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|Ultimately, OpenGL is a mechanism for placing [http://www.handprint.com/HP/WCL/color1.html colors] on a computer screen (or printout, etc.). But this is a rich and huge topic and OpenGL's choices help in some respects and can cause problems in other respects.||Ultimately, OpenGL is a mechanism for placing [[http://www.handprint.com/HP/WCL/color1.html|colors]] on a computer screen (or printout, etc.). But this is a rich and huge topic and OpenGL's choices help in some respects and can cause problems in other respects.|
Ultimately, OpenGL is a mechanism for placing colors on a computer screen (or printout, etc.). But this is a rich and huge topic and OpenGL's choices help in some respects and can cause problems in other respects.
For example: no matter how precise the geometry, if every pixel representing an object on a screen is the same color that object will appear flat and featureless -- you will only be able to make out its profile. A variation on this approach chooses random (garish) colors for different faces of a polyhedral solid -- this works, but still does not convey much of a sense of the geometry of the figure.
For example: opengl represents colors as a vector of three numbers in the range 0..1 (red, green, blue intensity). Furthermore, it simulates the interaction of light with a surface by multiplying colors. This means that colored light can only dimly illuminate an object (since the product of two positive numbers less than 1 must always be less than either of the originals).
To partially compensate for this lack, opengl provides several illumination mechanisms and the actual displayed colors are the result of the sum of these mechanisms.
Briefly, these four illumination mechanisms are:
ambient: flat light from all directions (object color times ambient color). This represents light from all directions and usually should be kept fairly dark if you want your lighting to emphasize the three dimensional character of your image.
diffuse: soft light from one direction (object color times diffuse color times cosine of angle between surface normal and diffuse direction). This represents direct lighting and usually should be fairly bright.
spectral: soft light from one direction (object color times spectral color times (cosine of angle between surface normal and spectral direction) raised to some power). This represents shininess usually you want your lights to have a fairly white spectral color so that shiny materials are shiny.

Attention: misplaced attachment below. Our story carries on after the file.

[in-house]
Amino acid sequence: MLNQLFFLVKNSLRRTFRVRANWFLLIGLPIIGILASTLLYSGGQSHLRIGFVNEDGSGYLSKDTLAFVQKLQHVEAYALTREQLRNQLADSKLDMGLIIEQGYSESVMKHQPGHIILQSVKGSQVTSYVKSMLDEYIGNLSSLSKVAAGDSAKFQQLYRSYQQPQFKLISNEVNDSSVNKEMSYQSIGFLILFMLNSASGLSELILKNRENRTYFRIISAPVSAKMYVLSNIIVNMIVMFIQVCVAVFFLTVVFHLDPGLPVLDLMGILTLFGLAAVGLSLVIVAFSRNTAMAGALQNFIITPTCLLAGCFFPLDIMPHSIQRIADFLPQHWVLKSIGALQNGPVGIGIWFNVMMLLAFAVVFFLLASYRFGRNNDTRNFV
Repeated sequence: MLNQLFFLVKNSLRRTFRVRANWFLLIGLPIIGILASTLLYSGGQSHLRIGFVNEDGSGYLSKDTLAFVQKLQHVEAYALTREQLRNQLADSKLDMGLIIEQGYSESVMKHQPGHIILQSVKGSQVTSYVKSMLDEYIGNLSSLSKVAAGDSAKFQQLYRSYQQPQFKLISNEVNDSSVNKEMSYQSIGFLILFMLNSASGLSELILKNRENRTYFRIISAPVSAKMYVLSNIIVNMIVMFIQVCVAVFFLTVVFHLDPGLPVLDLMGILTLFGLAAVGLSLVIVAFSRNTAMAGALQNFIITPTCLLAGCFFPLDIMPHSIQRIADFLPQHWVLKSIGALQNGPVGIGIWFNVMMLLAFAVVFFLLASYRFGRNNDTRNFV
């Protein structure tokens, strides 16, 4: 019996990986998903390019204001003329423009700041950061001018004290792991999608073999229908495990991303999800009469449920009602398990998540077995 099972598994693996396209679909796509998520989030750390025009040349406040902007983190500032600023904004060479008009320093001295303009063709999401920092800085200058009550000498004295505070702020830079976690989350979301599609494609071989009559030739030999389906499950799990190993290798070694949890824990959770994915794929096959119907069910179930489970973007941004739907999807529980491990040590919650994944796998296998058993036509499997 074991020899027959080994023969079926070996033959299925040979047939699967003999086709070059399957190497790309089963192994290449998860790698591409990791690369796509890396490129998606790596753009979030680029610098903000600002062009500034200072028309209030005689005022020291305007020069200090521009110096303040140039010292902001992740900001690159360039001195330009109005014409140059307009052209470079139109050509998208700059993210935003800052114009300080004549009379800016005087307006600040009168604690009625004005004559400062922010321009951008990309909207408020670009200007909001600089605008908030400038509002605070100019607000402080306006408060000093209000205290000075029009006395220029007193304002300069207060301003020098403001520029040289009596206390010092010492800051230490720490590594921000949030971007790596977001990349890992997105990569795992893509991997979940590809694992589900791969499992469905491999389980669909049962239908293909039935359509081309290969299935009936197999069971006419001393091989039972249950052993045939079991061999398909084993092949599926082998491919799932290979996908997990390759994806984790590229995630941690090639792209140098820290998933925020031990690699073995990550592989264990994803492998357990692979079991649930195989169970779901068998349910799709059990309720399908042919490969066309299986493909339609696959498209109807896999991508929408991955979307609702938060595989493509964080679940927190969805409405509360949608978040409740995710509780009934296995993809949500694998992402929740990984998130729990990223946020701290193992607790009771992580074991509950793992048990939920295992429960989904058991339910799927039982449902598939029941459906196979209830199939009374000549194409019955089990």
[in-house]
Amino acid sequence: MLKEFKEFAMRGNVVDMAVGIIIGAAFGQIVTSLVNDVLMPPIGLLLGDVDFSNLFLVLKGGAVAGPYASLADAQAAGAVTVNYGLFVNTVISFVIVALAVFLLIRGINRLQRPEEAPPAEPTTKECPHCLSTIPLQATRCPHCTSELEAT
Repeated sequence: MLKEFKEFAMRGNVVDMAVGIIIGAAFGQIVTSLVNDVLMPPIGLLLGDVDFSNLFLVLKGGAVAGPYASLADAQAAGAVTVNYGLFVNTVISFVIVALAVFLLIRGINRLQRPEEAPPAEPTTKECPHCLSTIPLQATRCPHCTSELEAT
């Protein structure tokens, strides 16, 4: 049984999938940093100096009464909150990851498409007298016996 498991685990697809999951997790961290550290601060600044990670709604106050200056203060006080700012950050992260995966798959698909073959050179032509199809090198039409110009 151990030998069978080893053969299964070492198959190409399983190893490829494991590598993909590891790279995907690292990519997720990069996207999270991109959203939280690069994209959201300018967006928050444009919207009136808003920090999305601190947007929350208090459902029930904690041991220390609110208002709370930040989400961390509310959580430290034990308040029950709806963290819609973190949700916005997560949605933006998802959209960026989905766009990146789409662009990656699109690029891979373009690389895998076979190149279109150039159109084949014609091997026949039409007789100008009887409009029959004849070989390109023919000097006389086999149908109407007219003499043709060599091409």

emissive: flat light from the object itself (object color). Usually you leave this alone, since most objects do not generate internal light. Note that if you are using this you might also want to think about positioning a light source "within the object" so that other objects are illuminated by it.
Note that the OpenGL lighting does not generate shadows (though they can be simulated using various techniques and shaders can be used to make some of these techniques perform reasonably).
To make any of these colors work, lighting must be enabled:
- glEnable GL_LIGHTING
Without lighting enabled, you get flat, featureless lighting. Flat lighting is simple to work with, but gives crude results. You can control flat lighting with the glColor commands.
With lighting enabled, you must supply additional information:
Each surface needs a normal defined (vector perpendicular to the surface, (+/&.:*: normal) should be 1).
- You need one or more lights. OpenGL supports at least eight lights. Each light has an ambient, diffuse and spectral color, and must also have a position and a direction.
Until you have provided some lights, if you have enabled lighting, your image will be completely black. (Without lighting, objects illuminate themselves.)
If you want to use all the lights, you would need to do something like:
glEnable GL_LIGHT_0 glEnable GL_LIGHT_1 glEnable GL_LIGHT_2 glEnable GL_LIGHT_3 glEnable GL_LIGHT_4 glEnable GL_LIGHT_5 glEnable GL_LIGHT_6 glEnable GL_LIGHT_7
- You need to define the surface normals -- typically these are defined at the vertices, and opengl uses linear interpolation to find the normals at each pixel. With shaders, you can also define normals with a "texture" (roughly speaking: a unique normal for each pixel).